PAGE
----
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A pilot survey in the Gulf of Papua

By Michael Grant & William White, 20th December 2018

Michael Grant and Nigel Mapmani measure and take genetics from shark fins at Marieke Village. Photo by Gulf Fisheries observer

Following recent records of all four Indo-Pacific sawfish species caught by prawn trawlers in the Gulf of Papua, I travelled to Kerema Town in the Gulf Province to survey coastal communities. This would be one of the first shark and ray orientated research trips to the Kerema coastline. Myself and Nigel Mapmani from the University of Papua New Guinea would be conducting a 4-day pilot survey to assess logistics and key areas for future trips. On the gruelling 6 hour drive from Port Moresby, I was feeling a mix of optimism and excitement in anticipation of visiting the local villages. Here, I recount one of stand out days in this short trip, our visit to Marieke and Vailalia Village.

The rainforest extended right up to the sea front along much of the northern Kerema coastline. Photo © Michael Grant

We left Kerema by boat at around 8:30 in the morning. Thick tropical rainforest lined the coast as we made the 2 hour journey northwest to Marieke Village.

Fishermen at Marieke Village use small hand carved canoes to set gill nets or tow baited lines. Here, Ian holds a winghead shark which had just been caught. Photo © Michael Grant

Marieke is one of the regions largest village’s supporting over 1000 people. We met one of the village’s councillors, Ian, to talk about fishing in the village and enquire about the extent of fishing activity. Although more reliant on agricultural activities, we were told that some people do fish, mostly with small 2–5 inch gillnets or by hook and line from paddle canoes. I explained that we were primarily investigating the presence of sawfishes and asked whether he knew of anyone that might have any sawfish rostra.

M. Grant and Nigel Mapmani inspect several rostra at Marieke Village. Photo by Gulf Fisheries observer

Within five minutes six rostra were produced, all narrow sawfish. As we began to take our photographs and measurements another three were bought over. We were told that narrow sawfish are most regularly caught, although some ‘very large types’ were also occasionally caught. Unfortunately, the large rostra are seldom retained as they have little use or significance.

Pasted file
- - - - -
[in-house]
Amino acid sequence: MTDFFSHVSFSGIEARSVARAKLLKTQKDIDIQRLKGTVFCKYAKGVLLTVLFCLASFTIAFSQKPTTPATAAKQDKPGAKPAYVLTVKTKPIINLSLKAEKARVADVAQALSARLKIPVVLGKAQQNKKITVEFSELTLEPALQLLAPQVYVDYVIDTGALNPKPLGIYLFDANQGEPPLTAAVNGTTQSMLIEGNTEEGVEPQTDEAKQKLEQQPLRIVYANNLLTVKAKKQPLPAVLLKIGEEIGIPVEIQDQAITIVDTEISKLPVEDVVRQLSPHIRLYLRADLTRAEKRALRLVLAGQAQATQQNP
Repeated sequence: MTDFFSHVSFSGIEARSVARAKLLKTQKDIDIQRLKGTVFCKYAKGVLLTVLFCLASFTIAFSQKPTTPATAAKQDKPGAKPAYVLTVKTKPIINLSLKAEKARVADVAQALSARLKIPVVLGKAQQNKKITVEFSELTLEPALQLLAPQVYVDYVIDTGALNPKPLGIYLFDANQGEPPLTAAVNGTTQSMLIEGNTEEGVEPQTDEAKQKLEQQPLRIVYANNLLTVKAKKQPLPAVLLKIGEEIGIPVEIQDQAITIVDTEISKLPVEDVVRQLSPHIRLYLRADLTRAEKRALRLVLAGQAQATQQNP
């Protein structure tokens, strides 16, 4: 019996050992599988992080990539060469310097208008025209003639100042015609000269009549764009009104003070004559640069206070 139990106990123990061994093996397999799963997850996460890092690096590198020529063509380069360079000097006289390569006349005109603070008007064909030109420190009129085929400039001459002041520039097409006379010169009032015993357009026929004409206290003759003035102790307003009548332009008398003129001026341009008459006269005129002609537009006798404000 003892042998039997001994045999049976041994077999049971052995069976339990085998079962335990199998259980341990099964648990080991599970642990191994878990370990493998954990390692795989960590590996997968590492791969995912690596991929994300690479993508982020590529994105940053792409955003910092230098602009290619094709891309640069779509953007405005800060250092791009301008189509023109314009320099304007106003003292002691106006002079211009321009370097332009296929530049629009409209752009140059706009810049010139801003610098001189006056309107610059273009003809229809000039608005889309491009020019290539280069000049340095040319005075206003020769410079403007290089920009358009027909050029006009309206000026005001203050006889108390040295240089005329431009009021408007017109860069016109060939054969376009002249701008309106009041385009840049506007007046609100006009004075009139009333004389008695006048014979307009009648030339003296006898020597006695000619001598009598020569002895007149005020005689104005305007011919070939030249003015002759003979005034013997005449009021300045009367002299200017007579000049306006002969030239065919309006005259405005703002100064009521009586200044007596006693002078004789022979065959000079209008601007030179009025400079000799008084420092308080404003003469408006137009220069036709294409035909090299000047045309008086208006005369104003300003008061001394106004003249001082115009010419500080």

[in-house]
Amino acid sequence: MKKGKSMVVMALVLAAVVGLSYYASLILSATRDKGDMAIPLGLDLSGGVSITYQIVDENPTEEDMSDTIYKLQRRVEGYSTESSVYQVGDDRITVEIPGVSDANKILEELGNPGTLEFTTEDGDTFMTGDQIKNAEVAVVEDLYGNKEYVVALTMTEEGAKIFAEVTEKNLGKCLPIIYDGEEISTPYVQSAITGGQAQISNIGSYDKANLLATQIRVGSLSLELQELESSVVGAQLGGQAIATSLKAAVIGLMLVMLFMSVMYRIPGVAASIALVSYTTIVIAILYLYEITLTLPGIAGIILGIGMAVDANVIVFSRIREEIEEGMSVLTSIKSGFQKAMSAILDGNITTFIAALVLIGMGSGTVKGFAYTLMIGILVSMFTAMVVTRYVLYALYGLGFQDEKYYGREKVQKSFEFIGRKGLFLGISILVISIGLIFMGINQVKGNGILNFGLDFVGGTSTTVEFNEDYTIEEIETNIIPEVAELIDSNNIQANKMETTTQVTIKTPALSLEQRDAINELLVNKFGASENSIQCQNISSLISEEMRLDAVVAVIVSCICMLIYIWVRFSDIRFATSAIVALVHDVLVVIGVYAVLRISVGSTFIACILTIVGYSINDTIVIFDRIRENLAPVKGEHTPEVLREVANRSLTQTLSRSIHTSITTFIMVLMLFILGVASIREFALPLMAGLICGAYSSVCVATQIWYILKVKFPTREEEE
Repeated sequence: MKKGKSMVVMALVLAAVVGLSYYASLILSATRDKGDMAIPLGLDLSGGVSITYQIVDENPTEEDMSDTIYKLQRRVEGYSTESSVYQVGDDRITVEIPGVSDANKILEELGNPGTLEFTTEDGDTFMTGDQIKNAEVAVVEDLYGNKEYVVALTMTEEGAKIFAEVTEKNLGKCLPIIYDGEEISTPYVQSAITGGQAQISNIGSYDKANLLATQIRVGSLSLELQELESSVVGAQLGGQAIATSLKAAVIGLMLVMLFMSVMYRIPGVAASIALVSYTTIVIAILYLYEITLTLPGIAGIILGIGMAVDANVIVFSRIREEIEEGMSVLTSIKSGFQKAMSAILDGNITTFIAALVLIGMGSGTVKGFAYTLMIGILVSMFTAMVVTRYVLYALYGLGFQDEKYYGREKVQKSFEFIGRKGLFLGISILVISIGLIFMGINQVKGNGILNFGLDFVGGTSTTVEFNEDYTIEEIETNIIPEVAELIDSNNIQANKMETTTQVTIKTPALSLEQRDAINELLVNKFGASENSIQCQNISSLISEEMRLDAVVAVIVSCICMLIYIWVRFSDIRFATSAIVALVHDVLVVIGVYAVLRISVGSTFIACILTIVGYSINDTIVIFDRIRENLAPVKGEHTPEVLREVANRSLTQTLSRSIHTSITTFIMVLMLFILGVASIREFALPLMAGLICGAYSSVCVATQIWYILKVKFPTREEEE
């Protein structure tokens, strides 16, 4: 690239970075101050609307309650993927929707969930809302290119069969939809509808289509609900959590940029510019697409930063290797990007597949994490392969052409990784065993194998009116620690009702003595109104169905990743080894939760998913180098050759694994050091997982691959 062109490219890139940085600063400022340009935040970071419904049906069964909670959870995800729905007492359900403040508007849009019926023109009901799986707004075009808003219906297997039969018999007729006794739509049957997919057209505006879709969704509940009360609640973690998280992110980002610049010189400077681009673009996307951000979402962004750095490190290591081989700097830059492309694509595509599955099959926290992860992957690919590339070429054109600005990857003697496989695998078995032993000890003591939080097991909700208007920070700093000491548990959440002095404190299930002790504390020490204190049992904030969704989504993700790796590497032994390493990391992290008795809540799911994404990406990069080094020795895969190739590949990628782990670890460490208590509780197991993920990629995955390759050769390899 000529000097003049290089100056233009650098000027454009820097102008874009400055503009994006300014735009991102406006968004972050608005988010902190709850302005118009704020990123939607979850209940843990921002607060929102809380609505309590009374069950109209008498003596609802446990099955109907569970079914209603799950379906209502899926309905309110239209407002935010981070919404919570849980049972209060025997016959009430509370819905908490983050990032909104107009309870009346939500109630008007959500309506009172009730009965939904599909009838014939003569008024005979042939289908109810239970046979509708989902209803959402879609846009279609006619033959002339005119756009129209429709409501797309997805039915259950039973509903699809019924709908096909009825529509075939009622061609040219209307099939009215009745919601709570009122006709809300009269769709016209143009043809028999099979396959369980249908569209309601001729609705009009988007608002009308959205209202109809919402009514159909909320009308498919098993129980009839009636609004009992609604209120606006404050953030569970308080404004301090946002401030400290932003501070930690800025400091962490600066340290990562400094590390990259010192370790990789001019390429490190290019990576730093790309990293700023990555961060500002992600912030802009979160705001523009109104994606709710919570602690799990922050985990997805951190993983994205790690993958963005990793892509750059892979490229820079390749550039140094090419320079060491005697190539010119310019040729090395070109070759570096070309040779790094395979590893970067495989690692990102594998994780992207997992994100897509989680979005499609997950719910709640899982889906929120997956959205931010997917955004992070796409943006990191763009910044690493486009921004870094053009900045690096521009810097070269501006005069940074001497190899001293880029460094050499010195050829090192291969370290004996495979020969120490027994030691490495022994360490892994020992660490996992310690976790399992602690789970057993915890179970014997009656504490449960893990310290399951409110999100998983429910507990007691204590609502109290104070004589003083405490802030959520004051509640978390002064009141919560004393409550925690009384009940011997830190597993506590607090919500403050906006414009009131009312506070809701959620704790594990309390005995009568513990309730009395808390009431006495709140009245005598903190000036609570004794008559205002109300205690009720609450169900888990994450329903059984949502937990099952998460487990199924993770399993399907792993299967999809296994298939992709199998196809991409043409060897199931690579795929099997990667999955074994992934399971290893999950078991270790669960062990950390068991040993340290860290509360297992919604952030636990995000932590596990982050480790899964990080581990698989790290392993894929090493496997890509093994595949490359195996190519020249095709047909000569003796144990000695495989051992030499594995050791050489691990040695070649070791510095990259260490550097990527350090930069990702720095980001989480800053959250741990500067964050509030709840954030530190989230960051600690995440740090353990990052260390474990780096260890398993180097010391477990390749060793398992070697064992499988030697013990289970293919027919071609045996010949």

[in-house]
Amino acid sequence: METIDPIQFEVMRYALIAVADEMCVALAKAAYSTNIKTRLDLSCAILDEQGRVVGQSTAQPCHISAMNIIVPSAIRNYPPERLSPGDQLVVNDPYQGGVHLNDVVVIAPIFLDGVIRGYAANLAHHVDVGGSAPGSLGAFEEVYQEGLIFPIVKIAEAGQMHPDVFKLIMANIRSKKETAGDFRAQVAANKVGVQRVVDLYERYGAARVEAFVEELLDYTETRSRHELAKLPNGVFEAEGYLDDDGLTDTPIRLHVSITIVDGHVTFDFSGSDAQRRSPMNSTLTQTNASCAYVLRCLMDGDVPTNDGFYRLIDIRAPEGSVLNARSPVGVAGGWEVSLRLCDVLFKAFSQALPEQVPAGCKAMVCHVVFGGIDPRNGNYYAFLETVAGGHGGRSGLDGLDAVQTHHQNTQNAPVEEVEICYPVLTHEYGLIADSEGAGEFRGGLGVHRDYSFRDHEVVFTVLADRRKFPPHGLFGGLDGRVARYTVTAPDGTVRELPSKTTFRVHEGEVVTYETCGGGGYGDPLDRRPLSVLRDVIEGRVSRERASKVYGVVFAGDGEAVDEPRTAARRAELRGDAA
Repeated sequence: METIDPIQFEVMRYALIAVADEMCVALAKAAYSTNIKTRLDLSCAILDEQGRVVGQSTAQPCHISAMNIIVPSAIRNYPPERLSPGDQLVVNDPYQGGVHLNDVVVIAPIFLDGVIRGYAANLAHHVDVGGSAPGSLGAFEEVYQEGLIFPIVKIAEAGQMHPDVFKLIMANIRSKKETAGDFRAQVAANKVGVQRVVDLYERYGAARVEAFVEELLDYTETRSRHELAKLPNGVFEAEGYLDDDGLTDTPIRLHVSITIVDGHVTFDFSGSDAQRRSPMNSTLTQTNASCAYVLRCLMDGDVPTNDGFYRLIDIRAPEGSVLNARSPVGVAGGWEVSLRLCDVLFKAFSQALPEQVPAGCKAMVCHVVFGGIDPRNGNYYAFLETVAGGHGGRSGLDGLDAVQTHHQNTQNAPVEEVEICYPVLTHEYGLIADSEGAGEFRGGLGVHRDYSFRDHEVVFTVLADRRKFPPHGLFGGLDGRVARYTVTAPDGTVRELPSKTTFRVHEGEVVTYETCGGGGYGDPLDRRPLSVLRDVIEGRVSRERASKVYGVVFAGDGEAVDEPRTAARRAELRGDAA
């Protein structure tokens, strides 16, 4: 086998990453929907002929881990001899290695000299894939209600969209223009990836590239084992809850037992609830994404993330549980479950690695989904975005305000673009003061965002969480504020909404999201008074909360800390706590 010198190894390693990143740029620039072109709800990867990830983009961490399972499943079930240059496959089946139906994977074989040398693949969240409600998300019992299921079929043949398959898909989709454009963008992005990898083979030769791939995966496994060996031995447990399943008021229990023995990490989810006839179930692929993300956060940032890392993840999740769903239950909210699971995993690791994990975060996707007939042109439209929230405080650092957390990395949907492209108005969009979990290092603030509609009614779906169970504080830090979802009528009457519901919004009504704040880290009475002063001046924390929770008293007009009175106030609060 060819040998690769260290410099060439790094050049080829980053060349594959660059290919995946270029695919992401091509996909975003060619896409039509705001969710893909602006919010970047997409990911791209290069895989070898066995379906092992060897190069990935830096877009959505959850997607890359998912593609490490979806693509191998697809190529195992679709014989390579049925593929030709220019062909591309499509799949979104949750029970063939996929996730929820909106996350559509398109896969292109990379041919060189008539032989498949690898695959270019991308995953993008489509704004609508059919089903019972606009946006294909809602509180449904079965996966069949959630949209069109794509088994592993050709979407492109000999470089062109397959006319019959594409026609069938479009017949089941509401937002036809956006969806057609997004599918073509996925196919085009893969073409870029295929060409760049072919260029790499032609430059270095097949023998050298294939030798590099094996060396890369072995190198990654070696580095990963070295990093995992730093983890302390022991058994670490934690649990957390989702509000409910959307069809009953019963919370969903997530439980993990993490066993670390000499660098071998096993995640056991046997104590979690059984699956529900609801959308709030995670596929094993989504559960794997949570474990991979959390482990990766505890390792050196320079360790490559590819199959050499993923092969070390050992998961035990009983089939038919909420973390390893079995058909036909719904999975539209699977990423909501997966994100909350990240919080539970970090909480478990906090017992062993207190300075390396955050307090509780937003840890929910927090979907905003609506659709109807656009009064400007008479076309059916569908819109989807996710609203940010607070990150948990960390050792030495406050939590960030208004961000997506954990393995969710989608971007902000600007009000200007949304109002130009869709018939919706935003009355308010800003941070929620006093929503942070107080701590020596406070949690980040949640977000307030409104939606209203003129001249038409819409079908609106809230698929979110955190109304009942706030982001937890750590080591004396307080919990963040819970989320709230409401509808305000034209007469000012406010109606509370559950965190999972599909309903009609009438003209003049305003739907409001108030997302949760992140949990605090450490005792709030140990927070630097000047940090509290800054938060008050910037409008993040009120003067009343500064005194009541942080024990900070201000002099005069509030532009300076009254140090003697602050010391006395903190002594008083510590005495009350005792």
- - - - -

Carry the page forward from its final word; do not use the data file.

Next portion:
At Marieke Village, the fins from sharks are retained for sale to Port Moresby. Photo © Michael Grant

Following this, Ian took us to one of the main fishermen’s house to ask whether he had any shark fins we could have a look at. A large bag was bought out and I began the process of identifying first dorsal fins to take measurements and genetic samples from. Several fins from ‘shark-like rays’ were observed which, following genetic analysis, might prove to be those of sawfishes.

The first dorsal fin of what may be a sawfish, observed at Marieke Village. A small clip is taken for genetic analysis to determine the species. Photo © Michael Grant

We left Marieke with plenty of new data and headed for Vailalia, about a 30 min boat ride back toward Kerema. Vailalia is situated at the Vailalia River mouth and is split into two villages, Vailalia East and Vailalia Hiloi. We first dropped into Vailalia East and were immediately welcomed by some very excited children.

The children were very excited to greet us upon arrival at Vailalia East Village. Photo © Michael Grant

Fishing in the village is largely by hook and line only, although sawfish are caught. Two rostra were observed, one from a narrow sawfish and the second from a largetooth sawfish. We were told that small sawfishes are seen in the freshwater regions further up the river indicating that a largetooth population likely inhabits the region, a positive sign.

M. Grant inspects the rostrum of a largetooth sawfish at Vailalia East Village Photo by Gulf fisheries observer

At Vailalia Hiloi, on the western side of the rivers mouth, a similar story was told. Fishers occasionally catch sawfish by hook and line, although rostrums are rarely retained. Another three narrow sawfish rostra were observed in the village.

M. Grant poses with children of Vailalia Hiloi Village in front of Vailalia River mouth. Photo © Nigel Mapmani

We headed back to Kerema with a good indication of the role that fishing plays within the livelihoods of the local people. We had observed several rostra and fins from over 50 individual sharks and shark like rays. Furthermore, we had an indication that largetooth sawfish maybe using the Vailalia River as a nursery, proving grounds for future work in the region.

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